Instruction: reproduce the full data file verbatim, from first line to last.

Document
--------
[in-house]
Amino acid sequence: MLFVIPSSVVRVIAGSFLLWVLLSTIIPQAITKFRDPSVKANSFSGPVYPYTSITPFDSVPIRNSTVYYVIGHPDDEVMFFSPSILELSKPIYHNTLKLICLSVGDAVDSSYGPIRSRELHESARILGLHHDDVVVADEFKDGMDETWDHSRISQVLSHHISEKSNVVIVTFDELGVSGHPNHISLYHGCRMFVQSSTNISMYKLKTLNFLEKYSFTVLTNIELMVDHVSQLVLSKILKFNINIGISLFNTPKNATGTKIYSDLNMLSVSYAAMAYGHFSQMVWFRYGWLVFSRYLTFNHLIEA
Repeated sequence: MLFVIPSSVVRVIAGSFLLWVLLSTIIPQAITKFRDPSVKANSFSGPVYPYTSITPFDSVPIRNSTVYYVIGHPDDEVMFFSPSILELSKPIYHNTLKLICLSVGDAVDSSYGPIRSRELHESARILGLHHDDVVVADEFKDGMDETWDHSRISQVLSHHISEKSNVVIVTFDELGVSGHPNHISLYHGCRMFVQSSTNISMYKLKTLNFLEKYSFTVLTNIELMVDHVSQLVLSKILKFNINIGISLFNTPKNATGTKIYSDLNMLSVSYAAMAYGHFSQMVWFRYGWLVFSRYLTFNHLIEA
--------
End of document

[in-house]
Amino acid sequence: MLFVIPSSVVRVIAGSFLLWVLLSTIIPQAITKFRDPSVKANSFSGPVYPYTSITPFDSVPIRNSTVYYVIGHPDDEVMFFSPSILELSKPIYHNTLKLICLSVGDAVDSSYGPIRSRELHESARILGLHHDDVVVADEFKDGMDETWDHSRISQVLSHHISEKSNVVIVTFDELGVSGHPNHISLYHGCRMFVQSSTNISMYKLKTLNFLEKYSFTVLTNIELMVDHVSQLVLSKILKFNINIGISLFNTPKNATGTKIYSDLNMLSVSYAAMAYGHFSQMVWFRYGWLVFSRYLTFNHLIEA
Repeated sequence: MLFVIPSSVVRVIAGSFLLWVLLSTIIPQAITKFRDPSVKANSFSGPVYPYTSITPFDSVPIRNSTVYYVIGHPDDEVMFFSPSILELSKPIYHNTLKLICLSVGDAVDSSYGPIRSRELHESARILGLHHDDVVVADEFKDGMDETWDHSRISQVLSHHISEKSNVVIVTFDELGVSGHPNHISLYHGCRMFVQSSTNISMYKLKTLNFLEKYSFTVLTNIELMVDHVSQLVLSKILKFNINIGISLFNTPKNATGTKIYSDLNMLSVSYAAMAYGHFSQMVWFRYGWLVFSRYLTFNHLIEA